God hates quarrelsomeness, derides rage (Ps. 2:4), and calls us to make peace (Matt. 5:9). In How the Nations Rage [20 quotes], Jonathan Leeman says the Christian’s posture toward public affairs should reflect a “strange and winsome confidence” in God’s redemptive history, rather than a desperate desire to dominate worldly matters. Quarrelsomeness infects the soul by undermining this confidence in Jesus, and it infects the church through disunity. Peacefulness, of course, contrasts sharply with the tone of much media, especially certain cable news shows that have monetized outrage as a primary mechanism for entertaining and retaining viewers. Tuning in to these shows is unlikely to profit a Christian.
1. Prioritize written news and commentary.
As Postman argued, the written word is uniquely suited for active consumption of logically ordered facts and ideas, within context. This contrasts especially with passive consumption of digital images and videos, which are less orderly and more easily divorced from context.
2. Read more than just headlines.
Most modern media sources monetize clicks. More revenue is correlated with more eyeballs on their pages. These sources benefit when readers never make it past the first paragraph, instead proceeding in distraction to the next headline on the next page. Resist this design. Wise media consumption requires more context and nuance than headlines provide, especially ones crafted to be misleading or unduly provocative. Consider sources that rely more on subscription revenue than on fleeting clicks.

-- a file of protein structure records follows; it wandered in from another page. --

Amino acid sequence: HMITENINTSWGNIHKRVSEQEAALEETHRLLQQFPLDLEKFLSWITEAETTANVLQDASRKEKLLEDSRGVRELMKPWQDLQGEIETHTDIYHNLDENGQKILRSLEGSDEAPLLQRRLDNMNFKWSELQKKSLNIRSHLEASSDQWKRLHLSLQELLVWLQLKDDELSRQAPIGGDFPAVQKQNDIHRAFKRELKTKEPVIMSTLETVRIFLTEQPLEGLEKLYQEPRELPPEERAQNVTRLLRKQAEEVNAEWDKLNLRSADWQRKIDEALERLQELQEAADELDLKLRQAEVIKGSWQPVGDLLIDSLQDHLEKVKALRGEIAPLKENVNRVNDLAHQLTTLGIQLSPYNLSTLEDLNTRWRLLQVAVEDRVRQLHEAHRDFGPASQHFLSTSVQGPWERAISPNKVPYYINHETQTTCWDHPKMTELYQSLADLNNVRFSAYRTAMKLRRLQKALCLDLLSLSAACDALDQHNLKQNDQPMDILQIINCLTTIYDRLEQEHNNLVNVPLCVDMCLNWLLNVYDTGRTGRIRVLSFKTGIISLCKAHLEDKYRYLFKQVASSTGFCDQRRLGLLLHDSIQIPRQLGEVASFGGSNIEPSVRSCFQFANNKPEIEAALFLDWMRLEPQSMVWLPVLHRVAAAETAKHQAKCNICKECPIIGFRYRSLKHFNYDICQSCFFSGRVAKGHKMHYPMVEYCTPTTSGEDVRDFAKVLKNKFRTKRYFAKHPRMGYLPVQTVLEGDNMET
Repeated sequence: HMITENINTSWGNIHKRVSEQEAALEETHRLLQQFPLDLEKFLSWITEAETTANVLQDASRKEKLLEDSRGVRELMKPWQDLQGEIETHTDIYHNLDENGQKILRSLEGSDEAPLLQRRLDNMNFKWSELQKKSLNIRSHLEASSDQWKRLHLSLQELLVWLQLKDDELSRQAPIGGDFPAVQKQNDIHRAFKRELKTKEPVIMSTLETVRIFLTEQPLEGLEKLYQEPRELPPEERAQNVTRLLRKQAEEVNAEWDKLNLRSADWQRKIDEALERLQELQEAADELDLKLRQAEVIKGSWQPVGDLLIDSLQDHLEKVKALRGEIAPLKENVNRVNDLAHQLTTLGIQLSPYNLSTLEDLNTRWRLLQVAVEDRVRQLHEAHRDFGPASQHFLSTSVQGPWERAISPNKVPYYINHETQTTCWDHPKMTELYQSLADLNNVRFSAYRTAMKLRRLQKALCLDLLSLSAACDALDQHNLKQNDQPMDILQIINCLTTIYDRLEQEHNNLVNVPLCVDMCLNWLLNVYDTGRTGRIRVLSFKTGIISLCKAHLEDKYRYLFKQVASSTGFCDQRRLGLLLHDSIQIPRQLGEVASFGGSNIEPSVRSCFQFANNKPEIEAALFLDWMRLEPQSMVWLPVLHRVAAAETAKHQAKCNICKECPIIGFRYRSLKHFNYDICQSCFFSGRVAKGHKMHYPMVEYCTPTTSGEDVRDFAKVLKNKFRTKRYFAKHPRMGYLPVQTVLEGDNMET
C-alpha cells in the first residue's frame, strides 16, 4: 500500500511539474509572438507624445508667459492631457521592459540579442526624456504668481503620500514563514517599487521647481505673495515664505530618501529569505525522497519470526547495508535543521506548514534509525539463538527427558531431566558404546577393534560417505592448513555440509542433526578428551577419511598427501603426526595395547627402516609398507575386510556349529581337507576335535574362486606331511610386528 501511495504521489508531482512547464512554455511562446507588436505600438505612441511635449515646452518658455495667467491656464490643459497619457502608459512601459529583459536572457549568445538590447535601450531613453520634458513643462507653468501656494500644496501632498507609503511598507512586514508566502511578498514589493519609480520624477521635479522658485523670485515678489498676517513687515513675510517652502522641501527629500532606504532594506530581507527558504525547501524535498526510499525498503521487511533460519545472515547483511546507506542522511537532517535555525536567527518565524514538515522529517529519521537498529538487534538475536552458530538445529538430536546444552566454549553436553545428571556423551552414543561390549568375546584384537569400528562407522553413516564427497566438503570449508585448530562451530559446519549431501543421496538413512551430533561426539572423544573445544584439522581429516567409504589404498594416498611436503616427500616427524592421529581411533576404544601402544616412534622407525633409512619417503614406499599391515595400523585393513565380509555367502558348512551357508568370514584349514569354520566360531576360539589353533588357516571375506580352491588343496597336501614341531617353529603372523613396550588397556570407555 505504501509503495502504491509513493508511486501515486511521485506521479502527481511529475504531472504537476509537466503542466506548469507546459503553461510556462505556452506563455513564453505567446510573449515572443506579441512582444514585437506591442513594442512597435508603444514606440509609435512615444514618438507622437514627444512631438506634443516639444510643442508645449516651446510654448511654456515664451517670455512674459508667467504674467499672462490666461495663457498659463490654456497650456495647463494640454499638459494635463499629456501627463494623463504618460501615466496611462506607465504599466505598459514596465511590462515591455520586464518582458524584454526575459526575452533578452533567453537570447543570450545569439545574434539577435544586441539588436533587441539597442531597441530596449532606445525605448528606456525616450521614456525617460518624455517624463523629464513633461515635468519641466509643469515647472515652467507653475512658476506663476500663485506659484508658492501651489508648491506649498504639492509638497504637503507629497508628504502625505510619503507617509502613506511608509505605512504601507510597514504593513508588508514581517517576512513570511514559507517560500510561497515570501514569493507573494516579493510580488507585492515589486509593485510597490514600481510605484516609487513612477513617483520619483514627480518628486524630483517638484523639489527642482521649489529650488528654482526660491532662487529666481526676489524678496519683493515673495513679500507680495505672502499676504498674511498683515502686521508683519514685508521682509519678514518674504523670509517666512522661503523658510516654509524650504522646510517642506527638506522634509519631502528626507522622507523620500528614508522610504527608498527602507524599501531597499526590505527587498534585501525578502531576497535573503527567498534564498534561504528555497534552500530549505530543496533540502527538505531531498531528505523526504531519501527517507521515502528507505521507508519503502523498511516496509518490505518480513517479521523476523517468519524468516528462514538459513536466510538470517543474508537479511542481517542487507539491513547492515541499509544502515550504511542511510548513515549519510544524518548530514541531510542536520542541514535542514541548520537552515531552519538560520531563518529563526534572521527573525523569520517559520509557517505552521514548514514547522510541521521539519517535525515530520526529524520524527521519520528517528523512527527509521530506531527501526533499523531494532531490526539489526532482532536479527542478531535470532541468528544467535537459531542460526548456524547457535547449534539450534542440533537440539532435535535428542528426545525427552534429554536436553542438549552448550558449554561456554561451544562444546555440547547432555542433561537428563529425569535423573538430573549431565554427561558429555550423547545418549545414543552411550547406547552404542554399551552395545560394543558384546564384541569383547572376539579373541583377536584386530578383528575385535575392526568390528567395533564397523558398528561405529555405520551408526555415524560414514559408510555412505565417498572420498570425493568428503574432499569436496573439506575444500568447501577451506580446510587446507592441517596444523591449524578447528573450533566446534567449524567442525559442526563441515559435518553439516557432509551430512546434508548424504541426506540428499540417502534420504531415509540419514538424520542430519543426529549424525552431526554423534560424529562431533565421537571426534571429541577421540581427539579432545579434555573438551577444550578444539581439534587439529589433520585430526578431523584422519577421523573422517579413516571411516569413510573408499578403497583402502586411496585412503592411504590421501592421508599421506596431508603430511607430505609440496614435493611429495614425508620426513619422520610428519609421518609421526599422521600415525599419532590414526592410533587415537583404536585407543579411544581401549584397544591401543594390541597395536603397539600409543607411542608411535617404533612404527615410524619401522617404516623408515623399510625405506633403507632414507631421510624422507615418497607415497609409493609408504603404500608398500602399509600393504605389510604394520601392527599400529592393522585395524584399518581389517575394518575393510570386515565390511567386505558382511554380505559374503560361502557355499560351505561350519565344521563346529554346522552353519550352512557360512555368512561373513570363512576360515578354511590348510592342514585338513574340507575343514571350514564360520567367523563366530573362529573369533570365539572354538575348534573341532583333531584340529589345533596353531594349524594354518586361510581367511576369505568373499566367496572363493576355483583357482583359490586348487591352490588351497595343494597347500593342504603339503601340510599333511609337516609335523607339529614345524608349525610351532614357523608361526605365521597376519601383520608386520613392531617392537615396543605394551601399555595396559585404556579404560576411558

3. Avoid partisan sources.
Read sources that reflect multiple viewpoints of an issue, and avoid sources that interpret events only through tribal lenses. Test sources by asking: Is this source willing, when appropriate, to criticize its favored party, individual, or cause? Is it willing to criticize mine? Or, by contrast, does it repeatedly infer assumptions in favor of its allies and against its enemies? Note here an important distinction: Many sources present their commentary according to a demonstrated philosophical or theological (rather than partisan) bent, and this can be helpful. TGC, for instance, publishes resources that help those with a Christian worldview process current events and other topics through that lens.
4. Don’t read too much.
Recognize the place of media consumption in your knowledge diet and the risks of excessive consumption. Carefully select a few trustworthy sources to regularly check, rather than bouncing passively across the internet. It may also be helpful, in the age of the 24-hour news cycle, to select at least one publication that publishes less frequently than daily, opting for reflective analysis rather than hasty, always-reacting-to-breaking-news coverage.
We were created to live as redeemed people within our spheres of influence, not to bear the burden of a world’s worth of bad news, merely because it is technologically available to us.
Postman argued that technology has introduced the possibility of easy access to information that we simply do not need to know and cannot do much about. As much as 21st-century Christians should avoid isolation from the injustices of the wider world, it is wise to focus on what is within our power and calling to address. We were created to live as redeemed people within our spheres of influence, not to bear the burden of a world’s worth of bad news, merely because it is technologically available to us.
All of this matters not only for our personal sanity in a frenzied news world, but also for our Christian mission. We should seek media sources that help us live effectively as disciples and disciple-makers. Discernment (or lack thereof) in news media consumption can mean the difference between wisdom or foolishness—which means it is a critical issue for Christian witness in today’s world.
The Gospel Coalition